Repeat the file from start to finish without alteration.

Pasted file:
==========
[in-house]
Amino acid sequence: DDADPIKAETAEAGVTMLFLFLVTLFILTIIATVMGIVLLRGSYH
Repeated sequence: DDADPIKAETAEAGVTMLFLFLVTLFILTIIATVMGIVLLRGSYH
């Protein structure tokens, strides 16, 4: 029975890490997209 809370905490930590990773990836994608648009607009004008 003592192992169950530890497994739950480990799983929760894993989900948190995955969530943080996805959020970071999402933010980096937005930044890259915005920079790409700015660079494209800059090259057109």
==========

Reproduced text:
[in-house]
Amino acid sequence: DDADPIKAETAEAGVTMLFLFLVTLFILTIIATVMGIVLLRGSYH
Repeated sequence: DDADPIKAETAEAGVTMLFLFLVTLFILTIIATVMGIVLLRGSYH
């Protein structure tokens, strides 16, 4: 029975890490997209 809370905490930590990773990836994608648009607009004008 003592192992169950530890497994739950480990799983929760894993989900948190995955969530943080996805959020970071999402933010980096937005930044890259915005920079790409700015660079494209800059090259057109």